In their prime they could have outrun the cars whizzing down my Cambridge side street, but, these days, greyhounds Max and Holly are among the slower-moving canine residents in my Huron Village neighborhood. Walking with measured grace, the two former sprinters circle the block several times a day with companion Cindy Sorensen, a retired teacher and longtime Cambridge resident.
Cindy says that thirteen-year-old Holly, who won an impressive 18 of her 104 career races as “Skiddy Exodus,” still perks up when she spots a squirrel, but she describes Max, age 10, as “more mellow.” Their mechanical rabbit chasing days behind them, neither seems inclined to pursue any of the neighborhood’s burgeoning bunny population. When they see other greyhounds, however, they all do love to chase and race each other, Cindy says.
Holly and Max are the latest in a succession of greyhounds to enjoy life in the slow lane living on Huron Avenue with Cindy. Her first rescue, in 1992, was a young male named Spinnaker who had broken his leg racing; instead of putting him down, Spinnaker’s owner gave him to Greyhound Friends, Inc., where Cindy adopted him. Spinnaker lived to be 13-1/2, and since then Cindy has adopted seven senior greyhounds: Cain, Bridget, Dream, Ty, Maggie (all deceased) and most recently, Holly and Max.Older dogs can be harder to place, but over the years Cindy has developed an affinity for “re-homing” these seniors, whose care draws on the deep reserves of patience and compassion she developed in her 34-year career as a special ed teacher.
Since she brought Spinnaker home two decades ago, Cindy has volunteered at Greyhound Friends, becoming a mainstay among the Hopkinton nonprofit’s corps of dedicated volunteers; she does kennel chores every Friday, greets visitors at open houses and community events and makes follow-up calls to other adoptive families. Cindy also brings Max and Holly to visit Neville Manor; the dogs’ height makes it easier for the elderly residents to stroke them without having to stoop down.
Greyhound Friends, Inc. actually began in Cambridge, back in 1983. Founder Louise Coleman ran the rescue operation out of her Crescent Street home until 1987, when she and her partner leased a kennel in Hopkinton. Of the roughly 68 greyhound rescue organizations currently active across the U.S., Greyhound Friends is one of the few with its own kennel facility; most others house dogs with foster families until they can find them permanent homes.
In 2003 Greyhound Friends expanded its kennel to better accommodate the up to 30 greyhounds it has awaiting adoption at any given time. The oldest greyhound rescue group in Massachusetts, the organization takes in hounds nationally and internationally (Ireland), finding homes for about 300 dogs annually. It’s their policy to take a dog back if the original placement isn’t a good match, or if the family’s circumstances change. Louise, who has led the organization for 28 years, now lives in Sherborn with four greyhound friends of her own.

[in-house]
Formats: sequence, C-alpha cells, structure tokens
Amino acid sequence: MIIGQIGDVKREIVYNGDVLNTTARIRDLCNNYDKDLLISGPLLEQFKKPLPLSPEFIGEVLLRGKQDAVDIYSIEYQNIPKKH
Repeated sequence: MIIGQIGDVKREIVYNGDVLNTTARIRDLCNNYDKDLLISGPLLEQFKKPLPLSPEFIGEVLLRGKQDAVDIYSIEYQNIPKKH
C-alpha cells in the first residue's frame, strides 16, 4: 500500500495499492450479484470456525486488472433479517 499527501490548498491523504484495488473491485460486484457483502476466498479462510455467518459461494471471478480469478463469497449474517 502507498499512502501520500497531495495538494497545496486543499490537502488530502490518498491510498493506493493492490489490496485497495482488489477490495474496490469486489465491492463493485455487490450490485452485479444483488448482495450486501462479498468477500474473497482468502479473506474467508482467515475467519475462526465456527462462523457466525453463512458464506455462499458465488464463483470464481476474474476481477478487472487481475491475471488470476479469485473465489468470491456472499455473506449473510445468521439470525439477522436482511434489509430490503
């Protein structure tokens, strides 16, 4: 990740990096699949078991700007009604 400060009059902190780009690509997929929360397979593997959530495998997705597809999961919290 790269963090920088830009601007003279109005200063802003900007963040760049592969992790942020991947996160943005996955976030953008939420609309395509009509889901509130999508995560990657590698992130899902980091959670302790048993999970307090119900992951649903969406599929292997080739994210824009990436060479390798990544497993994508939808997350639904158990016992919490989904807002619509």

In addition to Cindy Sorensen’s pair, Greyhound Friends has placed three other retired greyhounds in West Cambridge alone; two families on Lexington Avenue each have one, and Ruth Ryan and Irving Allen, the owners of Paddy’s Pub on Walden Street, went the extra mile when they adopted Rizzo, who narrowly escaped being euthanized after a racing accident in West Palm Beach crushed his hind leg.
Giving a senior or injured greyhound a comfortable and secure home is richly rewarding, though bittersweet, since the final goodbye always comes too soon, and in Cindy Sorensen’s case, too often.
Support Greyhound Rescue
While greyhound racing is illegal in 38 states including Massachusetts (since 2010), dog tracks still operate in seven states: Alabama, Arizona, Arkansas, Florida, Iowa, Texas and West Virginia. (See map.)
There are about 20,000 dogs actively involved in racing year-round (about 1,000 dogs per track x 20 tracks). Many puppies are destroyed before they even get a chance to compete; those who make it to the track only race for only a couple of years and are retired by age 5.
With a life expectancy of 13 years, most greyhounds can look forward to a long retirement — if they are fortunate enough to make it into the rescue network, that is. A lucky few are kept by their owners as breeding stock, but as long as the greyhound racing industry continues to exploit and discard dogs, rescue and adoption organizations like Greyhound Friends, Inc. will continue to need our support.